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Other Considerations Made in Managerial Decisions on Investment Proposals

In most firms there are more investment proposals for projects than the firm is able or willing to finance. Some proposals are good, others are poor or some methods must be developed for distinguishing between them. Many techniques for evaluating competitive investment proposals have been evolved, they are profitability criteria.

Other Considerations Made in Managerial Decisions on Investment Proposals

Though the earning capacity for an investment proposal is a major determinant of capital budgeting decision, these are some other factors too which are considered by the management while deciding upon them. They are as follows :

(1) Urgency of the Project – This criterion argues that certain projects are essential to the survival of the firm and therefore should be exempted from the rigors of objective evaluation (profitability) tests. For example, if there is a breakdown in production process due to loss of any component, the management takes decision at once to buy the available ones to avoid the delay.

(2) Availability of Funds – Generally, capital projects are capital intensive. They require huge amounts. So the availability of funds, their liquidity and lesser payback period is taken into account rather than their profitability.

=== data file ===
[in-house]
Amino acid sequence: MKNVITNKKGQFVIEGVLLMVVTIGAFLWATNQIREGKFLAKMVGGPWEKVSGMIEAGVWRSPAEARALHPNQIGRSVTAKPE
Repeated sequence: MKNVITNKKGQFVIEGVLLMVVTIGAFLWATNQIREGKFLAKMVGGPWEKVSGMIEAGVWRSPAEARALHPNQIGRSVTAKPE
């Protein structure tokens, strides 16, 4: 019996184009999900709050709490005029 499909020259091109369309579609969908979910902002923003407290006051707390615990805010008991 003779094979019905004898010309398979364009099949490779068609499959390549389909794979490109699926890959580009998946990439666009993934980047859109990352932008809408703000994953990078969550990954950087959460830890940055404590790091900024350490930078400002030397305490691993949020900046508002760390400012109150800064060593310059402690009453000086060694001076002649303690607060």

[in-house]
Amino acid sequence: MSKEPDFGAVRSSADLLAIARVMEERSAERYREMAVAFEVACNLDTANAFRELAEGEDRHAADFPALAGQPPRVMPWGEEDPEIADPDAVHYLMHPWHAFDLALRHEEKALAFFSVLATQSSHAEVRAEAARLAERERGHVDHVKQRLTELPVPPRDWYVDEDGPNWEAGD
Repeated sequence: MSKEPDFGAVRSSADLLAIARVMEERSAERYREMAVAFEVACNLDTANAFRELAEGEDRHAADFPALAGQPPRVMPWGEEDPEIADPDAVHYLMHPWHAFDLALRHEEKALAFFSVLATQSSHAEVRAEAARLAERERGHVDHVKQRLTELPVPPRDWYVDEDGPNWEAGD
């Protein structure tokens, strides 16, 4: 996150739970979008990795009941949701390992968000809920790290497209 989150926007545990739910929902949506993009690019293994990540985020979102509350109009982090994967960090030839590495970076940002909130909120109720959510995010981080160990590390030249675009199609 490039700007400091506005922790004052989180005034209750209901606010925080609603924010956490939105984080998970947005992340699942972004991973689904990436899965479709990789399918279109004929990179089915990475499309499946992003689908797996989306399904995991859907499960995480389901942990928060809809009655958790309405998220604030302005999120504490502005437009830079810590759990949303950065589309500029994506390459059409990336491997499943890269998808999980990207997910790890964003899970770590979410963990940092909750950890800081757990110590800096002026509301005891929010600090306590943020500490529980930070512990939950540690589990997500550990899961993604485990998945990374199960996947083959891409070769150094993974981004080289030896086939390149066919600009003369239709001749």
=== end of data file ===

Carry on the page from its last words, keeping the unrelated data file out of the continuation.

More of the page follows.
(3) Fuller Utilization of Funds – If a firm has vast funds to invest, it may choose a project which is less remunerative but will exhaust the funds fully rather than a project more remunerative but less utilization of funds.

(4) Future Expectation of Earnings – If management has plans for sometimes afterwards, it may choose less remuneration but having lesser payback period. In such circumstances the management will be able to invest funds in the future in more profitable projects.

(5) Some Intangible Factors – The goodwill of the firm, me morale of the employees are given intangible factors affecting managerial investment decisions. These factors have nothing to do with profitability of the firm, but they cannot be overlook, for example, construction of a grand building of company’s maiden office, labor welfare projects, etc.

(6) Decision of Certainty in Net Income – Some managements-prefer such low profitable projects which assure less but a regular flow of income in comparison to high but unstable income.

(7) Risk of Obsolescence – Though the risk of obsolescence cannot be measured exactly, the managements give due weight to this consideration also and they prefer these projects which have lesser payback periods.

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